Staying a step ahead of terrorism is a skill that Israel has acquired the hard way, but it has always been willing to share its expertise with other nations battling the phenomenon.

Terror is no longer just about the Middle East: it has become the world’s problem. And in their efforts to stay one step ahead of the game, many countries are trying to learn as much as they can from Israel.

Last month, some of the world’s largest companies and most powerful governments sent representatives to Israel to learn from the country’s counter-terrorism experts. About half of the special delegation was from the US, with eleven additional countries participating, including the Netherlands, Australia, Bahamas, Greece, Singapore, and Canada.

For seven days, the delegation of 34, which included participants from the U.S. Federal Bureau of Investigation (FBI) and companies like Microsoft and Oracle, got an insider’s tour of Israel’s mass transit hubs and high-security locations such as the Knesset, the Supreme Court, the Ashdod Port, Ben Gurion International Airport, and the Tel Aviv Central Bus Station. The group also attended a conference that showcased some of the country’s most innovative and relevant security technologies companies. Chameleon Associates and Shafran Consulting, who organized the trip, touted the visit as the most important foreign mission to ever visit Israel for security and counter-terrorism purposes.

Chief Sandra Hutchence who attended the mission representing the County of Los Angeles Sheriff’s Department said that her city’s Sheriff, Lee Baca, is constantly studying ways to combat terror and sent his security people to London last year after the London subway bombings.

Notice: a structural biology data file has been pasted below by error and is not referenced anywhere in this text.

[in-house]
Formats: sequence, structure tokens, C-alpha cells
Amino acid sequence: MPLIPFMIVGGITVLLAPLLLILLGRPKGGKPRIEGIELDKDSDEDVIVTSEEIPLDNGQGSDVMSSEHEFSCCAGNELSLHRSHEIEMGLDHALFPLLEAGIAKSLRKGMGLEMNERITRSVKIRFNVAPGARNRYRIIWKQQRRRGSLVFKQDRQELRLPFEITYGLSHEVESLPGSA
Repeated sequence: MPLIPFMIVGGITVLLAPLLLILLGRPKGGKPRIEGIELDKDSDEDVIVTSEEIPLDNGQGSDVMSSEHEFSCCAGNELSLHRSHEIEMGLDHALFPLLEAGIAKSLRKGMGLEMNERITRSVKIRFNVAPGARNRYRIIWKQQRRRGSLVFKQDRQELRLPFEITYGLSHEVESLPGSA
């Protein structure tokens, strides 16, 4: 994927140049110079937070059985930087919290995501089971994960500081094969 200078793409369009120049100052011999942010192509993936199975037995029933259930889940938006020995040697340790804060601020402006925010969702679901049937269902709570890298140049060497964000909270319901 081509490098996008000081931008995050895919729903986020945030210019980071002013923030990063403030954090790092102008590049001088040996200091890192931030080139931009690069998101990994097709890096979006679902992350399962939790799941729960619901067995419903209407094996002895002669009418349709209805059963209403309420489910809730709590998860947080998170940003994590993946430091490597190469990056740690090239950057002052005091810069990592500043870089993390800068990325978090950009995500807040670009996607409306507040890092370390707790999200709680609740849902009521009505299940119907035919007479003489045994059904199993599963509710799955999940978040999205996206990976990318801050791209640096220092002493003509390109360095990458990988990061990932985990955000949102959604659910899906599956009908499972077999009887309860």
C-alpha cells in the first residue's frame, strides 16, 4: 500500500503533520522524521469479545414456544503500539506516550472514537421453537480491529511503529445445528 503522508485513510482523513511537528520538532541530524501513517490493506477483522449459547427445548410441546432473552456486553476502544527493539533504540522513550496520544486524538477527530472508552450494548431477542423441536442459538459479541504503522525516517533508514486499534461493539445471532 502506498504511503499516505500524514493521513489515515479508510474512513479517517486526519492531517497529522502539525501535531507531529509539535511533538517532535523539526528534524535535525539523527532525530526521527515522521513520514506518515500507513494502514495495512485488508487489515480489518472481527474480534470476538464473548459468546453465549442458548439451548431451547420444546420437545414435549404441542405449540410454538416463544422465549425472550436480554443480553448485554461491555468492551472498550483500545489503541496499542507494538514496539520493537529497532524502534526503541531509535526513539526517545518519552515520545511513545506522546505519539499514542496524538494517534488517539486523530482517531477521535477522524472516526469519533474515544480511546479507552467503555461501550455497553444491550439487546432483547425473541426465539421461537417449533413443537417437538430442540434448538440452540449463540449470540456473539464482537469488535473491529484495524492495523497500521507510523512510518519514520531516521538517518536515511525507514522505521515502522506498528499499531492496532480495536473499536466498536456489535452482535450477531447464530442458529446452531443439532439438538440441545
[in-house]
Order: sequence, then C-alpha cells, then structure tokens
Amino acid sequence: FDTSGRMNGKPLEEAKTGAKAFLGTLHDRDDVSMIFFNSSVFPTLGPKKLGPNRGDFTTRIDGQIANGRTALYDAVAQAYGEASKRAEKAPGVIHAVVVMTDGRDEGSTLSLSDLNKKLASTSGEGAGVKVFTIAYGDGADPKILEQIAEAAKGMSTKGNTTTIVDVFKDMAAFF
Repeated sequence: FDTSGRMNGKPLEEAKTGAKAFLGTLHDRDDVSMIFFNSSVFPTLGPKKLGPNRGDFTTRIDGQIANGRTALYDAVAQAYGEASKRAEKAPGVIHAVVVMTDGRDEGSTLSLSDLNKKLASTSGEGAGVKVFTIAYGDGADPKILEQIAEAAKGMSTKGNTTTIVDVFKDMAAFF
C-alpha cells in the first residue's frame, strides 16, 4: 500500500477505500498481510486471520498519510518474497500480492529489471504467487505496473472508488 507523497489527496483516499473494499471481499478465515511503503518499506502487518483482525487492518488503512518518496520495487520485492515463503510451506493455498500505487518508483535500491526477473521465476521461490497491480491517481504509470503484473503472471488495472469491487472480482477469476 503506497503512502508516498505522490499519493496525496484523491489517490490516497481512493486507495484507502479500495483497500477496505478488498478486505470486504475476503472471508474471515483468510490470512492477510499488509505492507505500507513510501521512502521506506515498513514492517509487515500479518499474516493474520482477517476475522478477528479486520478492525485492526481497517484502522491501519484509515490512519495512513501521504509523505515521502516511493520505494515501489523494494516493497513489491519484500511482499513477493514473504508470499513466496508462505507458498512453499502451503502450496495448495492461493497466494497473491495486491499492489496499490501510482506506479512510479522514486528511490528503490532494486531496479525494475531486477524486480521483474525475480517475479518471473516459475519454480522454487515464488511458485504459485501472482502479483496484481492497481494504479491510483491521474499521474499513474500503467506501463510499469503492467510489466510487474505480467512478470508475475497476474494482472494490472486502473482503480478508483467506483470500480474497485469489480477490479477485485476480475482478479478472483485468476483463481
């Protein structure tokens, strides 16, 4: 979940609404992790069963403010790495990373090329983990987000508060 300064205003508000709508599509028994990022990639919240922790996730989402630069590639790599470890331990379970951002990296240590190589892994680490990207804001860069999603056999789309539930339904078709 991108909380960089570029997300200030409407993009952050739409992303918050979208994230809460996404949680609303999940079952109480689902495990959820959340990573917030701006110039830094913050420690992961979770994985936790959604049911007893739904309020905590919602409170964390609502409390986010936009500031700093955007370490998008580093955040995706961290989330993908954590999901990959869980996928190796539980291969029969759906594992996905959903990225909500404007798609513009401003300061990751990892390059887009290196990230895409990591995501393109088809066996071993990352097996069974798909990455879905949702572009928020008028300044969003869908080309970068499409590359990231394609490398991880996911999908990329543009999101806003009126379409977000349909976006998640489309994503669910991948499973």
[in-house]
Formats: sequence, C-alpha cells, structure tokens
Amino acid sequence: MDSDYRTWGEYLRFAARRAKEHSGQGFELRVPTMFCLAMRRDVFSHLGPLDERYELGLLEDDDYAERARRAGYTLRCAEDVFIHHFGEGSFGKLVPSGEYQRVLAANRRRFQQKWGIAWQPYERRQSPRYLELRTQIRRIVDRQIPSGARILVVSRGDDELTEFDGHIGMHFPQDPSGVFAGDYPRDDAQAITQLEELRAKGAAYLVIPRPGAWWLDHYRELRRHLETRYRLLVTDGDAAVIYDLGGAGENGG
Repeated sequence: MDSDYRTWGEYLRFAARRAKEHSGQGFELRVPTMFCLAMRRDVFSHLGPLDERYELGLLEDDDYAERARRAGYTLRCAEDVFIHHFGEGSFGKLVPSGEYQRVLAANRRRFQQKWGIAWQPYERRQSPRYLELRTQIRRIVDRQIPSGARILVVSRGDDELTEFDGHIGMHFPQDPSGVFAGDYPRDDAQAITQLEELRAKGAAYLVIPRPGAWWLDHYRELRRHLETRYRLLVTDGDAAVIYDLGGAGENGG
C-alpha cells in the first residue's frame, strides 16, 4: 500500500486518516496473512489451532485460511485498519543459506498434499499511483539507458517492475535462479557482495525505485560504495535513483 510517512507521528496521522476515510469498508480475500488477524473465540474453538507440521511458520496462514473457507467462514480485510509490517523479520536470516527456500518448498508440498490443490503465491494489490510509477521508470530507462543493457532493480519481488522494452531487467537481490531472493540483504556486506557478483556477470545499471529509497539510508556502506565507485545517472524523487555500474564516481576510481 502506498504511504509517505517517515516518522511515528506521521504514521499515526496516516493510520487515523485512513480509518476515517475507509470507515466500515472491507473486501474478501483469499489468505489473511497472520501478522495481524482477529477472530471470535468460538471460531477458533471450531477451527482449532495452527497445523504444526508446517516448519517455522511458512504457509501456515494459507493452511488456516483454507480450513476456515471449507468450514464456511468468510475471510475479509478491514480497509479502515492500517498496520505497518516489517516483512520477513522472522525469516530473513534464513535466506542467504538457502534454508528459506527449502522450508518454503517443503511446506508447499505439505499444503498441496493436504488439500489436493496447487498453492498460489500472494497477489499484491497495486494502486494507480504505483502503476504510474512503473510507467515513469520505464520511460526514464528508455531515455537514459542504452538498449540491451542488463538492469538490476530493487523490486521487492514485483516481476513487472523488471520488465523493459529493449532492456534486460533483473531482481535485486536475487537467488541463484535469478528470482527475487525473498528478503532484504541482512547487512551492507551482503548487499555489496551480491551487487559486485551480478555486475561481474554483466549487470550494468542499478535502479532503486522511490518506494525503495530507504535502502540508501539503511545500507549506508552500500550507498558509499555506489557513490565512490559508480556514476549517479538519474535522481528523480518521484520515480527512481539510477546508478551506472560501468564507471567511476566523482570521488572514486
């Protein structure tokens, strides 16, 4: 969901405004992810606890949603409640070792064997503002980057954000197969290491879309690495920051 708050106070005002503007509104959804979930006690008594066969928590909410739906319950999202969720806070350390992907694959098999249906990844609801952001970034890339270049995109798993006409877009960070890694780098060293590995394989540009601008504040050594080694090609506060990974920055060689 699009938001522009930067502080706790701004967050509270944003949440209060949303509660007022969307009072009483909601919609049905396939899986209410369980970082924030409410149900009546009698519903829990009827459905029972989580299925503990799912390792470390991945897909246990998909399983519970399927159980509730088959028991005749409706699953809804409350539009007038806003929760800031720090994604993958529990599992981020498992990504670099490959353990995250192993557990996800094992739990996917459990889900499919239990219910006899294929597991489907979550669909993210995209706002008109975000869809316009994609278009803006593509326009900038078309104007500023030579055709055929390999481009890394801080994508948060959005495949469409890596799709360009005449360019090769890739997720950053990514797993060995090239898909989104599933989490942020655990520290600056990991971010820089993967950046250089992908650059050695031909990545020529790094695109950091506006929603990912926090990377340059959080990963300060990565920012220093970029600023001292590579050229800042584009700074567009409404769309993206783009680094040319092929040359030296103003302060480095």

In a Tel Aviv hotel, Hutchence and her colleague Captain Eric Parra were eyeing Israeli technological innovations at an eight-company symposium; many of them from Israeli companies traded on the NASDAQ.

MagShoe is one of the latest inventions made by the company IDO2000 and was designed to catch when suspicious objects are afoot. It works by using metal and weight differential detectors turned on when a person stands on the platform. Targeted against terrorists like the would-be Paris shoe bomber in 2002, the system helps cut down waiting time in security lines – passengers are not required to remove their shoes – and ensures tighter security checks. MagShoe is sensitive enough to detect concealed computer chips and metals that are not normally found in footwear. Ideal for airports, prisons and the parliament, IDO2000 says it is a simple concept ideal for security in high traffic areas.

The Verint company presented tools best put to use by intelligence units looking to intercept terrorists in the planning stages. The company says it is the largest provider of interception equipment around the world; their tools locate and identify voices in conversation and can determine when communications systems may be used for illegal purposes, by singling out key words in a conversation. What’s more: Verint assigns digital codes to the intercepted communication which allows material to be admissible in court, so would-be terrorists won’t be let off the hook.

Shoe bomb detectors, voice interceptors and perimeter security systems of Magal were among some of the best new Israeli technology handpicked for the showcase; other companies included voice analyzer Nemesysco, Rabintex’s helmet, 3D ACT simulation systems, NICE’s monitoring technology and Orad’s image processor and graphics enhancements which promises to make CSI effects on TV into real technology for criminal catching.

When asked what she was looking to get out of the trip, Hutchence replied, “I am focusing on intelligence and looking for a threat before it happens. We are looking to invest in Israeli technology and are here to see what is available.”